Tough times for developping economies. The Ukraine hass seen its currency sink 20%, it stock exchange fall 70% and seen its trade deficit explode because the demand for steel (a major export product) is falling fast. The government spent $2.9 billion buying hryvnas to support the currency in october alone.
Now the IMF has come to the "rescue" by lending $16.5 bln. The conditions are not yet clear but wil include a balanced budget and support for banks.
The question is whether this is any better than past IMF conditions that often nearly destroyed the economy of the receiving nations. I think not.
The Ukraine (and many other rising economies) had an economy driven by foreign investment. This foreign investment financed a hugh trade deficit that allowed a florishing consumer economy. It led to an artificially high currency that was detrimental to autonomous export-led growth.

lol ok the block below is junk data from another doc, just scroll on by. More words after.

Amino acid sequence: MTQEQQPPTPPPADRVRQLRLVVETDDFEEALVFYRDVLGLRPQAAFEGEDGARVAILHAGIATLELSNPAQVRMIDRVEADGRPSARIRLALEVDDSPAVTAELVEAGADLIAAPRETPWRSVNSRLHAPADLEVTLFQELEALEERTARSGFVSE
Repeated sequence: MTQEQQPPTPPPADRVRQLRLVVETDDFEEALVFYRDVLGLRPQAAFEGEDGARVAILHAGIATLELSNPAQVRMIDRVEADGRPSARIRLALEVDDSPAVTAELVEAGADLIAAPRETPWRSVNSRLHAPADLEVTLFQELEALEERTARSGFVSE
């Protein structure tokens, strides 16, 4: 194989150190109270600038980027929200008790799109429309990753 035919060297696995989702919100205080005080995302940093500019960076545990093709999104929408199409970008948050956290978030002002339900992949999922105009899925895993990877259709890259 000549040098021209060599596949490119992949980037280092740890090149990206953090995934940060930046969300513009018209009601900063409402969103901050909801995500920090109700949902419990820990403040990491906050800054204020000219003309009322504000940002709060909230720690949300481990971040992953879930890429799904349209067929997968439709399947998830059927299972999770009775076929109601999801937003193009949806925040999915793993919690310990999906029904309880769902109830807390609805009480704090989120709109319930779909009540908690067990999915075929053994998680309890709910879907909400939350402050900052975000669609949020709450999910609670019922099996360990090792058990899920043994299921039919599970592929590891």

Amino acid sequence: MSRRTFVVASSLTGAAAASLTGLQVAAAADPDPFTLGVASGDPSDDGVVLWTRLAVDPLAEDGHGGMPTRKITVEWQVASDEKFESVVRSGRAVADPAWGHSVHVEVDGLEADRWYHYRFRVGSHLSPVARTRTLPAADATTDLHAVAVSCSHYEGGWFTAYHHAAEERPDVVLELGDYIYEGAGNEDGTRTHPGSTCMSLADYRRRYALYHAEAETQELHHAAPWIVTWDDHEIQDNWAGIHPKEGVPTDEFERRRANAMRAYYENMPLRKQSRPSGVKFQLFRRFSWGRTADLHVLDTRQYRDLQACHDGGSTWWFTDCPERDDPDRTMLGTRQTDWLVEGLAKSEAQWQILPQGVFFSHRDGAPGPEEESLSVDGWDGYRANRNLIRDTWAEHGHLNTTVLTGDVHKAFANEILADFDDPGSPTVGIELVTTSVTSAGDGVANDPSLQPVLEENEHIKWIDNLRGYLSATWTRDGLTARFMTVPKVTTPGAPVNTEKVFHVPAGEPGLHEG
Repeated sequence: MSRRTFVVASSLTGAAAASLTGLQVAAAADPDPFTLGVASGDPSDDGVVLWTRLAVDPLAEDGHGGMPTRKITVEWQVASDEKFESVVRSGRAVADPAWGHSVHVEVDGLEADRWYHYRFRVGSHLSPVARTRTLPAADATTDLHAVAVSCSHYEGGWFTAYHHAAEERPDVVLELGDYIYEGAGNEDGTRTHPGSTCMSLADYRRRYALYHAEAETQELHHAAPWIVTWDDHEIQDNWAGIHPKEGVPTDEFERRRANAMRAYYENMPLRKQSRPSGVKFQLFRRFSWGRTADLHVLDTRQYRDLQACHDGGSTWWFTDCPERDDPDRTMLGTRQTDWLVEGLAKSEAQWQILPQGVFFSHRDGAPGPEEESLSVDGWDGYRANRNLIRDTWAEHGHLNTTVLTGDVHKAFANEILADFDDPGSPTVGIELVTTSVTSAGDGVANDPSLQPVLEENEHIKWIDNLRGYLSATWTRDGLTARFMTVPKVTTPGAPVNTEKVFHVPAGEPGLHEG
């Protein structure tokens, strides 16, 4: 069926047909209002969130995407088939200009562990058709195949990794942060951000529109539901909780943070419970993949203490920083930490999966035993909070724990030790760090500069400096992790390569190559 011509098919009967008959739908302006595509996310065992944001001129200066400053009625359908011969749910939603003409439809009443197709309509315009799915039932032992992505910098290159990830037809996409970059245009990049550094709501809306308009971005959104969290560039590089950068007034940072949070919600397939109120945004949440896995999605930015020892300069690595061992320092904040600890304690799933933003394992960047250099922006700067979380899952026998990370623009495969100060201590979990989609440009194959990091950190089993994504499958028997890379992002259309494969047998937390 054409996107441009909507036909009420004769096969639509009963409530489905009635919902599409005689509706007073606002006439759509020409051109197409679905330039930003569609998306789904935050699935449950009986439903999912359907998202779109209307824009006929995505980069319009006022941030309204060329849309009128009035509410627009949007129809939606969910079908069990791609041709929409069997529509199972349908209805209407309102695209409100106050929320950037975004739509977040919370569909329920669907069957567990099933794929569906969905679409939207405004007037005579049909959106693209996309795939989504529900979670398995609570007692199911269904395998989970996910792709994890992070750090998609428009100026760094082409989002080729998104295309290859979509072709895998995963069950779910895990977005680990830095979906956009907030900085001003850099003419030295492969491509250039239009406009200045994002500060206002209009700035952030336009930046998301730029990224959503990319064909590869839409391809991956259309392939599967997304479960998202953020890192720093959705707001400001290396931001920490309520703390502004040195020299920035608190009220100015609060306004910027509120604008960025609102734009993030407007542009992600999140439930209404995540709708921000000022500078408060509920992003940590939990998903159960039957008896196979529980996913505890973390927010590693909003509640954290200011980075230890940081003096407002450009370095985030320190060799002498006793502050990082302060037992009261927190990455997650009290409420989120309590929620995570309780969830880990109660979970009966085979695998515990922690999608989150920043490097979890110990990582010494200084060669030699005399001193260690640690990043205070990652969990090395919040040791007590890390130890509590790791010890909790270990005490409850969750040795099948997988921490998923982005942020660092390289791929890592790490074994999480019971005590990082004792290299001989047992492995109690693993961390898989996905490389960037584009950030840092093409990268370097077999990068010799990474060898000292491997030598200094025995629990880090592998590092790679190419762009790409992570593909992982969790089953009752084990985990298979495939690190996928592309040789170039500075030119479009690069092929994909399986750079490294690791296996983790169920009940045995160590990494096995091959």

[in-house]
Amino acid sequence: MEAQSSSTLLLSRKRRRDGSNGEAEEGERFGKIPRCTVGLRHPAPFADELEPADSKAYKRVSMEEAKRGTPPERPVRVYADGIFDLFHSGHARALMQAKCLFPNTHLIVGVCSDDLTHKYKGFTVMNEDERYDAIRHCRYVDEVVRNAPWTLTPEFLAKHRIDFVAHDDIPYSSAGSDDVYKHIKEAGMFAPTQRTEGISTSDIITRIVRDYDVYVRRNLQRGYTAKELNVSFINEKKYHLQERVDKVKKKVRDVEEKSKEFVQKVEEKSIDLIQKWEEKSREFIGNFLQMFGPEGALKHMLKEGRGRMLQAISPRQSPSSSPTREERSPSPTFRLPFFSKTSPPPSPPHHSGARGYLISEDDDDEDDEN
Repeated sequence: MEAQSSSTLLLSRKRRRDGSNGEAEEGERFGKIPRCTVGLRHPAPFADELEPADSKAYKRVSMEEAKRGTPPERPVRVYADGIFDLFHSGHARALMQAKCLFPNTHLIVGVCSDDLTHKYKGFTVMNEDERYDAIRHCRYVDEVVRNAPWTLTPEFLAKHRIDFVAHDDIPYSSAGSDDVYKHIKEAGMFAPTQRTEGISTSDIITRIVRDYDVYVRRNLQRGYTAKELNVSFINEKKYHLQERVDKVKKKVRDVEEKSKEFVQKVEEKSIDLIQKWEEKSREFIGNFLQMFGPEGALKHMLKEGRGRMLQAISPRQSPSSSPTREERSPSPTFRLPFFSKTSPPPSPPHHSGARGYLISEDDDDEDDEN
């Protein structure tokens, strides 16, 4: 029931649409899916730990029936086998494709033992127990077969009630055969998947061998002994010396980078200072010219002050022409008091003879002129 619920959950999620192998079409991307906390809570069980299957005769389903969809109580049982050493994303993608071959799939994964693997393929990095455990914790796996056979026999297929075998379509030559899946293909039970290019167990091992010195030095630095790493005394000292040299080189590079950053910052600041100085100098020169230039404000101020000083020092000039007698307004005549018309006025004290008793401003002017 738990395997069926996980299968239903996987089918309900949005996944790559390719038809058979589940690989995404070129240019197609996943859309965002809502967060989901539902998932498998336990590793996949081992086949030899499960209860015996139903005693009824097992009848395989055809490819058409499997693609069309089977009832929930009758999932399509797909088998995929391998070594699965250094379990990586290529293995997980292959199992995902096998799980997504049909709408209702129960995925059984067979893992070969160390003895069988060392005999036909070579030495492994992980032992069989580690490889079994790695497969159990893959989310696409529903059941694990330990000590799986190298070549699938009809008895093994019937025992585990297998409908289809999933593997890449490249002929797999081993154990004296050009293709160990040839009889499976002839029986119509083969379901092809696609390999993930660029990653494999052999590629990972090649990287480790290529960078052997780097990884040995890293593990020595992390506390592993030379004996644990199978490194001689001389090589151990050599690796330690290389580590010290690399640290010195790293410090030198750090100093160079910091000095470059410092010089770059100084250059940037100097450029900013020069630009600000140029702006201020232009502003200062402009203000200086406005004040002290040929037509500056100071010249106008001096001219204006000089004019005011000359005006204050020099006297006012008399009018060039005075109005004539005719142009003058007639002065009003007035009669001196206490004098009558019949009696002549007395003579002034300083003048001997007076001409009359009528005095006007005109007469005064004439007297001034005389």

Now foreign investment and foreign credit has stopped abruptly and the currency is falling fast. Many local companies that had lent in foreign currencies find themselves in trouble and put pressure on the government to support the local currency. The government is complying and spending a lot of money on this. I think it is wasted money.
Nonody knows how long the economic crisis will take. But very probably it will take years before foreign investment in the Ukraine and the other developping countries picks up again. There is no chance that the local governments can keep up supporting their currencies that long at levels that are untenable given the economic fundamentals like the trade balance. So for the local companies it is just a delay of the inevitable. In the mean time the government is wasting money by subsidizing speculators.
In my opinion it would be a much better option to drastically lower the currency at once and spend the money that would be spent on supporting the currency instead on supporting those local companies with foreign debts that get into trouble. It will be a shock for the local consumers, but it is the only way to position the economy for a fast recovery.
Unfortunately the IMF is supporting exactly the opposite policy.